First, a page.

In the aftermath of COP26, Highland Councilor Trish Robertson says it is no longer enough to write down what needs to be done to tackle climate change

Councilor Trish Robertson aboard a hydrogen bus that visited Inverness College UHI.

COP26 ended with major deforestation deals ending in nine years and phasing out coal use – laudable that this is now part of the deal, but we know action was needed about it decades ago.

With global temperatures already above 1.2 ° C above pre-industrial levels and the world heading towards 2.4 ° C, protesters called for action, but the challenge remained unanswered. Words are not enough, we needed an action plan to get out of this conference!

It is no longer enough to write down what needs to be dealt with. It is high time to see what action is agreed to end deforestation and the burning of fossil fuels.

Planting trees and financing carbon sequestration is only a temporary solution. World leaders have not heard the voice of the people.

If any action is to be taken quickly, it will be the simple steps that individuals can take to make changes in daily life. I might suggest cutting back on car trips first.

If the distance to be covered is less than three kilometers and you choose to walk, you will have walked part of the way towards the 10,000 steps recommended for daily exercise!

The event was an opportunity to learn more about what others were doing to adapt and mitigate the contribution to climate change and exhibitors were excited about the actions their companies had planned.

Better news has come from the transportation and heavy vehicle replacement projects. Progress has been good and some of these changes will be ready for general use by 2026.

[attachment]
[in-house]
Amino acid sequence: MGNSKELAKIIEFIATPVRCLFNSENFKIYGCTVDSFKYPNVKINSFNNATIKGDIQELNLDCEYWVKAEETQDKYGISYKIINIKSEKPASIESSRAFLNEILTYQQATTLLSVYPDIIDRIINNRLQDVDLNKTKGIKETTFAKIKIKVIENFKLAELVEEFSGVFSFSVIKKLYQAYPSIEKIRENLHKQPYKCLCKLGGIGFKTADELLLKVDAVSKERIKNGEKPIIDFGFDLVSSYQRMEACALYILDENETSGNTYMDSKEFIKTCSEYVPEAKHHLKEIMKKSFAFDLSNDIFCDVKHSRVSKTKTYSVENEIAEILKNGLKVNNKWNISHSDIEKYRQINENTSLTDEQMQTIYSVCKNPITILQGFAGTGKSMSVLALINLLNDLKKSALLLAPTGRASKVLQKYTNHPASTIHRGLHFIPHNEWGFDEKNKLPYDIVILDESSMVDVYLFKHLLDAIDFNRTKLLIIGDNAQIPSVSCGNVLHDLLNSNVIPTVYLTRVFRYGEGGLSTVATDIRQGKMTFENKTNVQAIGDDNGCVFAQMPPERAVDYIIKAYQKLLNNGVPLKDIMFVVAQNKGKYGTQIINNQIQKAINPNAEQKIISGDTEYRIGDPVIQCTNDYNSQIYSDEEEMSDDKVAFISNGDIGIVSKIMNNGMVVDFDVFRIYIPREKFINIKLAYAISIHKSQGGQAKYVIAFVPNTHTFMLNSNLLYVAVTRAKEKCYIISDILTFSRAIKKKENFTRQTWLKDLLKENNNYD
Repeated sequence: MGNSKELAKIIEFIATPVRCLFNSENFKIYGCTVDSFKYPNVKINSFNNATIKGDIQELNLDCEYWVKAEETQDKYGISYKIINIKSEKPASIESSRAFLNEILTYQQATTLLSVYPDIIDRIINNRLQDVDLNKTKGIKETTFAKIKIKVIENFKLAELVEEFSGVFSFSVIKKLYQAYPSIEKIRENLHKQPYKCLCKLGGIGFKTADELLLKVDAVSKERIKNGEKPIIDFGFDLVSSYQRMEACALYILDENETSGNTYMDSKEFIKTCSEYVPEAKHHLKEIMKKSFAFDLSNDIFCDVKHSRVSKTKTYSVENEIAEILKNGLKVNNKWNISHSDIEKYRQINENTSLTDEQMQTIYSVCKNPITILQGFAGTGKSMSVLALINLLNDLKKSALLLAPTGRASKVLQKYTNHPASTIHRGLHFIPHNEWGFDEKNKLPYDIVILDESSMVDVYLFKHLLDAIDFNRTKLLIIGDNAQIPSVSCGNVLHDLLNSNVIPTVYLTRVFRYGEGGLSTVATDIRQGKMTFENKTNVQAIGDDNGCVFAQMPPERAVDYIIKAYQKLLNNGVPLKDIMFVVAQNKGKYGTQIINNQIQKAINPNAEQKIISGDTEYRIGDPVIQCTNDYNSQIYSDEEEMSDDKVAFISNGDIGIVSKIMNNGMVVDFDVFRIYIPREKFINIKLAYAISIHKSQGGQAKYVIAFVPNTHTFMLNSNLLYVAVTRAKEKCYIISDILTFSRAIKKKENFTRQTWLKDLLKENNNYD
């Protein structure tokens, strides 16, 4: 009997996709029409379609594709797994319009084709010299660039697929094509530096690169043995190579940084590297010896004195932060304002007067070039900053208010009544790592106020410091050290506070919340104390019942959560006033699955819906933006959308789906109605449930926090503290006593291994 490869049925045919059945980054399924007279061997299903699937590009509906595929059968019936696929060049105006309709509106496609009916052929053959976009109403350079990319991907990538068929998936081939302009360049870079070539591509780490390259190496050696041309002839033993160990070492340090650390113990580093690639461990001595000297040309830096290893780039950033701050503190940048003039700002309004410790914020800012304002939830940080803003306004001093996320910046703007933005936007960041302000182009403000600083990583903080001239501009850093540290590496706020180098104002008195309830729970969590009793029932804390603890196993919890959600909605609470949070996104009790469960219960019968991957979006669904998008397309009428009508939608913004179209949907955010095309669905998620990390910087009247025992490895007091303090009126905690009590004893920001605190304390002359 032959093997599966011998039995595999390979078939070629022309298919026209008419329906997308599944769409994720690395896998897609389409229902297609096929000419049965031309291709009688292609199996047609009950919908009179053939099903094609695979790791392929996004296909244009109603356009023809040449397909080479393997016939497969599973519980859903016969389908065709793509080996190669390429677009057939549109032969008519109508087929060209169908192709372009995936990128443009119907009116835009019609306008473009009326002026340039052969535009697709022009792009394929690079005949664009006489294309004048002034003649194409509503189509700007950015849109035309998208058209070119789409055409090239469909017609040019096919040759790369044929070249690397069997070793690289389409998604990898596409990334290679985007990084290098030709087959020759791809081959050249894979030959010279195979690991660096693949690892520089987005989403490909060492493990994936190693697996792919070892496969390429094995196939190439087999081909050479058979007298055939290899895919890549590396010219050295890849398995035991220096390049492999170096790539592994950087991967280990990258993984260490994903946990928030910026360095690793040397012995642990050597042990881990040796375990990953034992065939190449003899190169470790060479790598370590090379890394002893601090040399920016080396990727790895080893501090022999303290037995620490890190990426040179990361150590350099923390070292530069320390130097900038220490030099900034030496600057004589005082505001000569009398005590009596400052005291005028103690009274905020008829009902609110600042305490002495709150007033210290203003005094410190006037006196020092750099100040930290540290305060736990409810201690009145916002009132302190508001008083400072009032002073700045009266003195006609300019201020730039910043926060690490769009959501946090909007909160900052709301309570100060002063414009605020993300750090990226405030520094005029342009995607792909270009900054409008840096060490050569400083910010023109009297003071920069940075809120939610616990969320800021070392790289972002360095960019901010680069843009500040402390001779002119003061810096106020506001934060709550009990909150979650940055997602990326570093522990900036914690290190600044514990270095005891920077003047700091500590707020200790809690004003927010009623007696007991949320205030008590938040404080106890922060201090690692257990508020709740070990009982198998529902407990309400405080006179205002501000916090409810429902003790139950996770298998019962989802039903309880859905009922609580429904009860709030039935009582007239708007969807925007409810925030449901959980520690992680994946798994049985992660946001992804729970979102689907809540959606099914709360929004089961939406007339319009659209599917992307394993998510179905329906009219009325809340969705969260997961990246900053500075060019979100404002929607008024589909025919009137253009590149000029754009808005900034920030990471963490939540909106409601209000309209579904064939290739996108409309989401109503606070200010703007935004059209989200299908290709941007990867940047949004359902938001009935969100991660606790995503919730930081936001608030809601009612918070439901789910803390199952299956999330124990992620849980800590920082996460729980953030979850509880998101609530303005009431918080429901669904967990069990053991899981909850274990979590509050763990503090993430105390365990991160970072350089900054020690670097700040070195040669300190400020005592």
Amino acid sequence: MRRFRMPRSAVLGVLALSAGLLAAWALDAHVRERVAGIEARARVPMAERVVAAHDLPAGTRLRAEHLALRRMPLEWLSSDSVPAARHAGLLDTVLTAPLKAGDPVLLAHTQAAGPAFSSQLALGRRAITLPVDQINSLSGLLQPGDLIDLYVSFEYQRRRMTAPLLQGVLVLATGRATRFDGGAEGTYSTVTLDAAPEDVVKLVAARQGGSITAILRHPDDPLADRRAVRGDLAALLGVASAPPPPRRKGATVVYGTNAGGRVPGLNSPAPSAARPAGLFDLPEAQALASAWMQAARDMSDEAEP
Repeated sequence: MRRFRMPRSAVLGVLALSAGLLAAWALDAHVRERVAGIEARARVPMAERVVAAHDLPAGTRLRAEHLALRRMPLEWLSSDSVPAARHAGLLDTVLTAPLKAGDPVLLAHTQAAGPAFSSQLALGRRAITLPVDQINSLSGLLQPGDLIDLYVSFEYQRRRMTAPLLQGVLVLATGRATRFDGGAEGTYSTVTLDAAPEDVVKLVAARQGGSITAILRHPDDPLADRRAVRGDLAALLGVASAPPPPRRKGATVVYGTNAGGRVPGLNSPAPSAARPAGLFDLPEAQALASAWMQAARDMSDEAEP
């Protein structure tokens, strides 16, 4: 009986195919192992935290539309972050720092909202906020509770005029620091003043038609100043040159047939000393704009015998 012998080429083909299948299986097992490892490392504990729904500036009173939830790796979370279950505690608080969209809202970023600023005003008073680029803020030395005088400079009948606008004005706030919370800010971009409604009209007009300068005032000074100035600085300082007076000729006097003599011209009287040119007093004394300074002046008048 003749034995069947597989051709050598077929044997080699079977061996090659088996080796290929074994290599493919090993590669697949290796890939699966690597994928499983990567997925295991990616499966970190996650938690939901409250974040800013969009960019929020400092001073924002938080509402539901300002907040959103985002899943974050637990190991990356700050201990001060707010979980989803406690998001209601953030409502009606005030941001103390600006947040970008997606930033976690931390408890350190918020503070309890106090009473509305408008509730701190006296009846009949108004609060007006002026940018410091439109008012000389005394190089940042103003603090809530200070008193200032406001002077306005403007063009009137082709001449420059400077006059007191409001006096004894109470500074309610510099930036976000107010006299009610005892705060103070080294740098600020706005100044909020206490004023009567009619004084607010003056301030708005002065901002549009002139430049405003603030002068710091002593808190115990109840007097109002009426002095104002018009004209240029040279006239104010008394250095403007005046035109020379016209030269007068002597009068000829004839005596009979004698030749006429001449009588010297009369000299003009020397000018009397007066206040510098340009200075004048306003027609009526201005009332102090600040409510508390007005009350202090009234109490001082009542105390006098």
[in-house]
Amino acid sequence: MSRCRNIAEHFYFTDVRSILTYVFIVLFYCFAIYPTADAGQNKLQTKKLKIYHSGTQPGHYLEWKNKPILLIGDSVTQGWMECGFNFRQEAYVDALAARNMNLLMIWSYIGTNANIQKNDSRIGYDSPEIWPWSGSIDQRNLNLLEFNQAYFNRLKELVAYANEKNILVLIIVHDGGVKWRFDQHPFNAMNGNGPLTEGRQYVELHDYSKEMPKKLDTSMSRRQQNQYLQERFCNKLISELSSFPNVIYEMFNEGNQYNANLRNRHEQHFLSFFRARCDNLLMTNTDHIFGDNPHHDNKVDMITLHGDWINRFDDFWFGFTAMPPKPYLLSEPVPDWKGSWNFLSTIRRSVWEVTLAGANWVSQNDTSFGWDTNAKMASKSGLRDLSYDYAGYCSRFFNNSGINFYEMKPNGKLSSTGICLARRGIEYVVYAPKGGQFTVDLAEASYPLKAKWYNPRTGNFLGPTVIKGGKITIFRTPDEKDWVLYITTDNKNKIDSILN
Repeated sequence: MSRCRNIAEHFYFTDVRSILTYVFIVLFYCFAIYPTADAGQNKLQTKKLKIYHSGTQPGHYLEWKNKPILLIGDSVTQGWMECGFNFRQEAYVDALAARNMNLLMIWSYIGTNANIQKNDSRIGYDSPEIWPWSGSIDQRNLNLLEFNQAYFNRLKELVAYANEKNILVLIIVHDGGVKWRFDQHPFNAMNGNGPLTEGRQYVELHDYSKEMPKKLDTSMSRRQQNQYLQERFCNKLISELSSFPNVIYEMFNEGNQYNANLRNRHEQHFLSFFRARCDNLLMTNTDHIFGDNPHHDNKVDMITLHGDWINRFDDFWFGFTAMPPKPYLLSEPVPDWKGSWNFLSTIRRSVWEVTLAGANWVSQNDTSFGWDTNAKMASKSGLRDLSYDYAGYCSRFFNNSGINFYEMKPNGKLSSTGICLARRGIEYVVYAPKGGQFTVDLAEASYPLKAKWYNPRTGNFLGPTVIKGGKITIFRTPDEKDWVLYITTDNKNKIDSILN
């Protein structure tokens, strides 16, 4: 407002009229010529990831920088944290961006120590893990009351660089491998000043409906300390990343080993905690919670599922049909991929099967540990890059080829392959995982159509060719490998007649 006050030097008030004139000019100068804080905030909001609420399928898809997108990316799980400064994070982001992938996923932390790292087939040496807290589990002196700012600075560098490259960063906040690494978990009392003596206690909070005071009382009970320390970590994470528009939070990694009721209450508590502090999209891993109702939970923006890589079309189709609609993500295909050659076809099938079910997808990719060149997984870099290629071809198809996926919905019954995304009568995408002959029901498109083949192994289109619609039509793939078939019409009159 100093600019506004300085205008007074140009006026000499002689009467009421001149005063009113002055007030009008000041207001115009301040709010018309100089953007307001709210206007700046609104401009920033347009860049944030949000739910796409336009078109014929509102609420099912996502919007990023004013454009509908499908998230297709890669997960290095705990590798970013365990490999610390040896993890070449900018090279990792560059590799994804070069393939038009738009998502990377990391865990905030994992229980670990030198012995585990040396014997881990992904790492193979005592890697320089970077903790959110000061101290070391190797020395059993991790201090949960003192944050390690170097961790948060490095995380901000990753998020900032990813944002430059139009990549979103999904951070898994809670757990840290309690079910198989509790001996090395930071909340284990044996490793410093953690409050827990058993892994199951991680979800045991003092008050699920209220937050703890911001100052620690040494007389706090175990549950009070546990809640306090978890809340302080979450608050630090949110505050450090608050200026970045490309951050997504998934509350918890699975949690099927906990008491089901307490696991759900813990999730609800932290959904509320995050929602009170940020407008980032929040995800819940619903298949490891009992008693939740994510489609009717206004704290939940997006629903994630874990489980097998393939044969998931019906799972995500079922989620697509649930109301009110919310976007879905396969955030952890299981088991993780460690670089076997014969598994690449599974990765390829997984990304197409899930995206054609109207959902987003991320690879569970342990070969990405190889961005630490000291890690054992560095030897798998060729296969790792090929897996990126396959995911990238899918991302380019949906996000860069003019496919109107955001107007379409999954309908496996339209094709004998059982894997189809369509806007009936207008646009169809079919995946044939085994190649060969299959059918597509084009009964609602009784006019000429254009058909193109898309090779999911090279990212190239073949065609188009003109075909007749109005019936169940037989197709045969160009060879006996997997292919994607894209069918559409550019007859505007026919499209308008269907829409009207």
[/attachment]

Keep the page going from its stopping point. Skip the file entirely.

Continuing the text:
The affordability factor has yet to be addressed and concerns about the construction and materials of the batteries remain.

New cars must be simplified to reduce the price at a price accessible to all. News on design rather than adaptation for people with disabilities, a refreshing way to consider new models. Hydrogen infrastructure will require rapid deployment and autonomous vehicles will have an acceptance hurdle to overcome, all of which are very interesting considerations.

Transportation is a major cause of pollution and an area where rapid change is needed. Alternative fuels are produced and each has its place. Electric planes on shorter flights could be a reality by 2024!

Electric and hydrogen buses and trains are already in use or being tested, and green manufacturing sources are an exciting new industry to replace oil and gas. We need subsidized fares to encourage everyone to change the way they travel, from private car use to a more sustainable way.

Grant support will be difficult to understand outside of Highland.

A return to peak fare on the train for a journey of around 20 minutes costs £ 4.20 in Glasgow. Here in Highland, a one-way bus ticket for a similar journey costs £ 5, while a return ticket costs £ 9.

I learned a lot during my five days at the event.

Stopping population growth is the key to the climate challenge

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